Environmental factors of cancer
INSERM EXAMINES THE RELATIONSHIP BETWEEN ENVIRONMENT AND CANCER.
The National Institute for Health and Medical Research (INSERM) publishes the results of a literature review on possible links between environment and development of certain cancers. Without giving any definitive answers about a complex subject, however, the study provides a number of lessons.
Sharp increase in cancer in 25 years, but declining mortality
The origin of the study is the observation that in 25 years; the incidence rate of cancer rose 35% in men and 43% among women, reaching about 320,000 new cases in 2005 ( 180,000 males and 140,000 females). This evolution was accompanied, however, during the same period, a continued decline in mortality from cancers, thanks to advances in screening and treatment. This decline in mortality even accelerated over the last five years.
The study by Inserm on the issue was commissioned by the French Agency of Health Safety Environment and Labour (Afsset). This review of the literature on the subject is based on a documentary basis of nearly 1800 items available in the first half of 2007. Conducted by two research groups with expertise in the fields of epidemiology, toxicology, clinical, the occupational health and risk quantification, it covers nine types of cancer: lung cancer, mesotheliomas, hematologic neoplasms, brain tumors, breast, ovarian, testicular, prostate and thyroid. These locations correspond to cancers whose incidence has increased over the last twenty years and for which a link with environmental factors may be suspected.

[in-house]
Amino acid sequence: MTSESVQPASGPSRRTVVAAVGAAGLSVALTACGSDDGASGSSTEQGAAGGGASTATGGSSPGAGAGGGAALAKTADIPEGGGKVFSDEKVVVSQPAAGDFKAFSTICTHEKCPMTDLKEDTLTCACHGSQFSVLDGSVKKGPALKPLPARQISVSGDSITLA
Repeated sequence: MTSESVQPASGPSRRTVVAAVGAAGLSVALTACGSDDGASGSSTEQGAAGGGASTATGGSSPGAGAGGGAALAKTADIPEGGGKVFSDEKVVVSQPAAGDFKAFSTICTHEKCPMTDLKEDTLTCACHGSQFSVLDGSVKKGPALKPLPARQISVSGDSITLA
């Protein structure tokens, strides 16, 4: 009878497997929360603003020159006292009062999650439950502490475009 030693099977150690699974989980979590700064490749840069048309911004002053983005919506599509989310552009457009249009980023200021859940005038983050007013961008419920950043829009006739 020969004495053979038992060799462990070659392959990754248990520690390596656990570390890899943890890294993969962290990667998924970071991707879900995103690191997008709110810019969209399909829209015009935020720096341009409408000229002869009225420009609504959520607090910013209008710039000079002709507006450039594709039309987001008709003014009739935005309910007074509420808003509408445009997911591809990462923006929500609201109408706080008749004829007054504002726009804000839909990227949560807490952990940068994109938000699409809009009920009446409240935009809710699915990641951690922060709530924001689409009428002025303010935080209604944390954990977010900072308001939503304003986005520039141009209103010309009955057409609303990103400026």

Each of the nine cancers studied the subject of detailed analysis that strives, from the available scientific literature, to answer a series of questions: what are the incidence data and their changes (according to regions) and in other countries? What are the environmental risk factors in the workplace or general identified as carcinogens or debated? What are the available epidemiological data on these factors? ... Other issues are discussed in section, like those of the main mechanisms of toxicity, mode of action of certain pollutants or different ways to quantify exposure to environmental agents.
From the analysis of these issues, the study indicates the best sources of information on exposures and their evolutionary trends in recent decades. An implication is that the link between cancer and environmental factors must still be studied. The study makes finally for each of the cancers studied, a number of recommendations.